A: "I've been lucky enough to be associated with successful projects, and I have a very very high confidence level in this one, the fact that we're willing to go way out on the edge and take a risk is huge - It's all about giving it your best shot, and putting all the effort into making it happen."
Q: Last I heard, you guys had a booth lined up for NAB - is all that still good?
A: "NAB south upper hall hasn't changed - SU1401. We'll have a 20x20 booth, it'll be something unexpected/expected all at the same time. Expect something different."
Q: OK, so at the booth - how many prototypes?
A: "How many protos? We don't know yet, we're riding the edge to get it all ready. The drama is good and everyone's having a good time. We'll do our best and hopefully have more than one."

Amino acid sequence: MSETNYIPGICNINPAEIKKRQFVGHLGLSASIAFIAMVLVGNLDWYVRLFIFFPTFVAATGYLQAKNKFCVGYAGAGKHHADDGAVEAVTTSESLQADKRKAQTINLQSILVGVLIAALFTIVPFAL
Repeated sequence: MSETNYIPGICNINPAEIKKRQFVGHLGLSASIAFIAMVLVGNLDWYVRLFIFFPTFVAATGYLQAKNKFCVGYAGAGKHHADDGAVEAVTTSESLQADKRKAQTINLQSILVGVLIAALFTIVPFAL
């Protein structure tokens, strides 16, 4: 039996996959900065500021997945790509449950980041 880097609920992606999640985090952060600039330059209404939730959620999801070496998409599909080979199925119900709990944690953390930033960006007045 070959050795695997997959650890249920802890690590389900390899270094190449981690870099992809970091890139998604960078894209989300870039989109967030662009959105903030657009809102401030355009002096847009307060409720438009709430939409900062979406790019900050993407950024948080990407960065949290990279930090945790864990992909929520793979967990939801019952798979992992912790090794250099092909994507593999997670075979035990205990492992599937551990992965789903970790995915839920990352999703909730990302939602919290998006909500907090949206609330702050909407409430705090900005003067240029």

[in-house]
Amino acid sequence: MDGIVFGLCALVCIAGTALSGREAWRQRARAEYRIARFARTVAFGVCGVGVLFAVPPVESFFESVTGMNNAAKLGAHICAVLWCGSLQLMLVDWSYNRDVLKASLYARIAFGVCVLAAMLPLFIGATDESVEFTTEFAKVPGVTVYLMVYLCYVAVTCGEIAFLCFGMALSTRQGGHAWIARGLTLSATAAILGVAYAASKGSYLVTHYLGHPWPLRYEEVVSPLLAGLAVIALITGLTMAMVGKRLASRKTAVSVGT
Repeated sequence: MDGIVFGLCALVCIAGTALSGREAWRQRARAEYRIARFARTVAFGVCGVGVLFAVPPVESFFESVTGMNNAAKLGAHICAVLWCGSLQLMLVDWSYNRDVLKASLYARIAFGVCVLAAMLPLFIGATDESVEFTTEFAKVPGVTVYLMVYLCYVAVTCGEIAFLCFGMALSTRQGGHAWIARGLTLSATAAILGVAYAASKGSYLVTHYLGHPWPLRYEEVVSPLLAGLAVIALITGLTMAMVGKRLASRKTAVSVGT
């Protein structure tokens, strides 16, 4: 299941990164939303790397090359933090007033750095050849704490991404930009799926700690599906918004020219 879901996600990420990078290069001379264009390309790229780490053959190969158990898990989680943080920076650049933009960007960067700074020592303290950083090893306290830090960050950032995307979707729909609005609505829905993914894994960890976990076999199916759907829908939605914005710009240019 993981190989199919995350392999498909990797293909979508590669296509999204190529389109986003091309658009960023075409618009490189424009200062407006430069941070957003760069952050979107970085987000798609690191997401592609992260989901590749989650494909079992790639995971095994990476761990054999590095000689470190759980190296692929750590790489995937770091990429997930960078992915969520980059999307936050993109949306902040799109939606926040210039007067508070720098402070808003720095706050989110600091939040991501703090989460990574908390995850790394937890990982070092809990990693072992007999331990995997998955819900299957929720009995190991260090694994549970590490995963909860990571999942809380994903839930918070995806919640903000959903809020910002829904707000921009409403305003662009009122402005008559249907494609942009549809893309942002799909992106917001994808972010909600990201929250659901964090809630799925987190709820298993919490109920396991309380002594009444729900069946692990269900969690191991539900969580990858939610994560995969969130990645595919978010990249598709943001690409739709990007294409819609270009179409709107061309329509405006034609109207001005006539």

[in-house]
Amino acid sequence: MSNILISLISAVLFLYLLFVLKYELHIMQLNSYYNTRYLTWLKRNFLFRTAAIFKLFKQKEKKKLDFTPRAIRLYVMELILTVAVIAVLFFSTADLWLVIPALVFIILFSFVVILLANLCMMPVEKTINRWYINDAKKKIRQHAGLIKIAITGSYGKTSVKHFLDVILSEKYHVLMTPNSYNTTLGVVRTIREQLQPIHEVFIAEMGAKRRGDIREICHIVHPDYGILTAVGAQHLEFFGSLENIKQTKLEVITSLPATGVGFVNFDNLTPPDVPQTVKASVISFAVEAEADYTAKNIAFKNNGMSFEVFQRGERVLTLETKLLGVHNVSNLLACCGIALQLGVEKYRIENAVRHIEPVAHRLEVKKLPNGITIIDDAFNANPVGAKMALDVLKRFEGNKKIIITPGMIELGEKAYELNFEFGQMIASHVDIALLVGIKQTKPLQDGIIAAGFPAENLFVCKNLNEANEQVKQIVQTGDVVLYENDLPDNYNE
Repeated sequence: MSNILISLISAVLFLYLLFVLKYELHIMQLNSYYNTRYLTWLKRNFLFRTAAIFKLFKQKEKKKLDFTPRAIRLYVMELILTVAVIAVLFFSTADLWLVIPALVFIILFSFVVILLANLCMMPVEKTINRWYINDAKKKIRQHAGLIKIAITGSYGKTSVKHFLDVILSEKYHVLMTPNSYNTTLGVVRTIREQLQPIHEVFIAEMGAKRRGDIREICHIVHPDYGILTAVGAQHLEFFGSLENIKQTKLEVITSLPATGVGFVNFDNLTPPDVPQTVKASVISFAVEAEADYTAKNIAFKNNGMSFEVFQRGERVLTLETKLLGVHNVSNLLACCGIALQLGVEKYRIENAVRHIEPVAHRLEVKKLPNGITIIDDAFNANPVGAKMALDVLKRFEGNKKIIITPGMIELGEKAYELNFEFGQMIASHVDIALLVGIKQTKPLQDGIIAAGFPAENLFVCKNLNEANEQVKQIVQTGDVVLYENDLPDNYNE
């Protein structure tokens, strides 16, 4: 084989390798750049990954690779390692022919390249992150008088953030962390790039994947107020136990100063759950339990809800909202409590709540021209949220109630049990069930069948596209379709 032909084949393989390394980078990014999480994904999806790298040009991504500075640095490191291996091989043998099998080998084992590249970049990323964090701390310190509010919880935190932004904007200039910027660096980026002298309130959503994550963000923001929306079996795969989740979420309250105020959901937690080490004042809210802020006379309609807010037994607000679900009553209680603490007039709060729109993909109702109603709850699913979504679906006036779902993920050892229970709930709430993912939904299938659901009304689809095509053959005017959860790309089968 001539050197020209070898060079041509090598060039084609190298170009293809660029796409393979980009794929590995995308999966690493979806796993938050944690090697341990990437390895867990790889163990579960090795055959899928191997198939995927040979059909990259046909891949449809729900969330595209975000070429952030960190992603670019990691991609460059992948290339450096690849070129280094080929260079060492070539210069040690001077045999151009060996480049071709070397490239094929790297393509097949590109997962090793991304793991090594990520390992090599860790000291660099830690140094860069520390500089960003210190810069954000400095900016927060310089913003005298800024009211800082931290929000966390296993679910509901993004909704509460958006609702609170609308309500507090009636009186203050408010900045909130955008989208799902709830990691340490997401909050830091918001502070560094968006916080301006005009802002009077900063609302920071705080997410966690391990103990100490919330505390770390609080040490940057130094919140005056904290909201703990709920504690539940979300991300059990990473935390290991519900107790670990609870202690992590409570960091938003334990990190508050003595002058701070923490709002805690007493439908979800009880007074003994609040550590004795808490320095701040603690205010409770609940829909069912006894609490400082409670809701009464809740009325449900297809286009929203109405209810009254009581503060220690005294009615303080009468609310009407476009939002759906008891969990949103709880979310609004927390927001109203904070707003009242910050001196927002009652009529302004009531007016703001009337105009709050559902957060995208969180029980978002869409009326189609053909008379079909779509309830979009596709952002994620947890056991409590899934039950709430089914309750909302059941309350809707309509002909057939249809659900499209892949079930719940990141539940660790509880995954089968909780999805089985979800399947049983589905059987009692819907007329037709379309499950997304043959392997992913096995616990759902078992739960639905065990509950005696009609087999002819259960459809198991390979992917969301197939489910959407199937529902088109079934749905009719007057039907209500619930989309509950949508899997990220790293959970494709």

---end of interview---
...and so I think that will make for a very entertaining experience. Their originally stated goals of revealing a non-functional prototype and their future plans are still in place, which is as much as they ever promised. I'll be looking forward to checking it all out, and if you'll be at NAB, I encourage you to hussle on over there the first day or two and check it out.
John Thorne as been groomed to be his replacement, and will be taking over Ted's duties there. "He'll do great." Ted says.
OK, readers, so why do we care about staffing changes at AJA? Read the next article for an HD for Indies exclusive...
One of the things that is making people say "Oh, yeah, I didn't think of that." is the fact that when you switch to MacTel, you also need to switch all your performance oriented software - Rosetta is fine for Word, but not for anything that requires realtime performance...like compressed video playback. Fortunately, Popwire fills in the gap with the Intel version of their Windows Media Video 9 playback component.
so yesterday I got the studio set back up (somewhat) in yet another punt configuration, just Macs, monitors, drives, and UPS's up on the tabletop and got them Ethernetted together.